The amendment and market reactions
Despite the arguments, in order to manage the anticipation of further zero bids, the German government came up with a second bid component and continued with the floor price system. Under the new rules, in case of multiple zero bids, a second bidding round would follow where bidders may be required to submit additional payments. “With this new design, it’s quite obvious that the government’s primary objective is to exploit the industry players’ willingness to pay,” says Simon Matthiessen from renewables financial advisory Green Giraffe.
This revenue is expected to be used for the country’s much-needed grid expansion. However, it would also serve a higher purpose, that of the German government trying to alleviate public sentiment of electricity costs being too high due to subsidies for the first wave of renewables being paid by consumers as part of the EEG renewable energy surcharge.
Straight after the announcement of the amended law, industry associations BWO and WAB issued a joint statement reminding the dangers of projects eventually not progressing and not reaching FID. “The government didn’t really want to hear this. They had already decided the second-bid component, and I believe this is due to the short-term orientation of politics. They are not thinking what will be beneficial in the long-term from a policy perspective,” says Matthiessen.
On 19 June , energy ministers and senators of the five northern states issued a joint letter addressed to the federal minister of energy, Peter Altmaier, to change the tendering process over fears of increase in electricity prices, and delays in offshore wind deployment in the country. The letter characterises the new amendments more as a threat than an opportunity for project sponsors.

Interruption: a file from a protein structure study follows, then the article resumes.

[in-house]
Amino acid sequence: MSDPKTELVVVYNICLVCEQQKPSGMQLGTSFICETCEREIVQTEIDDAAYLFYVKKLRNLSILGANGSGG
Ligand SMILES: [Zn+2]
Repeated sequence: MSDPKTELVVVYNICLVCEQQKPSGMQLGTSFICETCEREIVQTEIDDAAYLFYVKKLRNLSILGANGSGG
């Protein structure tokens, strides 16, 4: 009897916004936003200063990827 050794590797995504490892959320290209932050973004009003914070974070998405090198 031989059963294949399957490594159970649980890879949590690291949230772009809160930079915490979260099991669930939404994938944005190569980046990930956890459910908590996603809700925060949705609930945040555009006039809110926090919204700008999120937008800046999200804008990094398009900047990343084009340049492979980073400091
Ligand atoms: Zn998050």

“We have taken important steps when it comes to expanding and planning projects, but we also need those who realise the projects,” the letter reads. Matthiessen argues that a fixed CfD similar to the UK would have been a better solution for both project developers and policymakers.
“The main argument is around cashflow certainty, which would in turn lower financing costs, driving down LCOE for offshore wind,” he states. “From a policy perspective, the government had the opportunity to lock long-term competitive electricity prices. “Rather than offshore wind being a price taker, it could have an impact on the price making, instead of the country relying on imported gas to set the wholesale price,” he adds.
Highway to zero-bids?
As mentioned, the pressure to the government for design amendments is not new, and the government has resisted so far. However, the latest pressure from local governments seems a surprise move that could eventually have an impact, so it remains to be seen whether the federal government would agree to reconsider.
Nonetheless, even in a non-amendment scenario, it is not very obvious that the majority of the sites would attract zero-bids. “Given the current market environment, and also looking at the three sites that are being tendered in 2021, it’s not certain that all sites will attract zero bids,” says Matthiessen.
“It’s fair to assume that that zero-bids may be the case particularly for some sites in the North Sea, but given the current market price environment, and a fairly challenging private offtake environment, it’s not per se given,” he adds. What is more likely, though, is that the auction is expected to attract large players and utilities that would be able to finance the projects on a balance sheet basis, or at least with a need for less leverage. This has been a pivotal argument for the sector and had been stated multiple times from industry players. “The new system is bringing up an important issue in German renewables, that of the diversity of players,” comments Matthiessen. “Smaller players that would need bank financing may find it challenging to participate,” he concludes.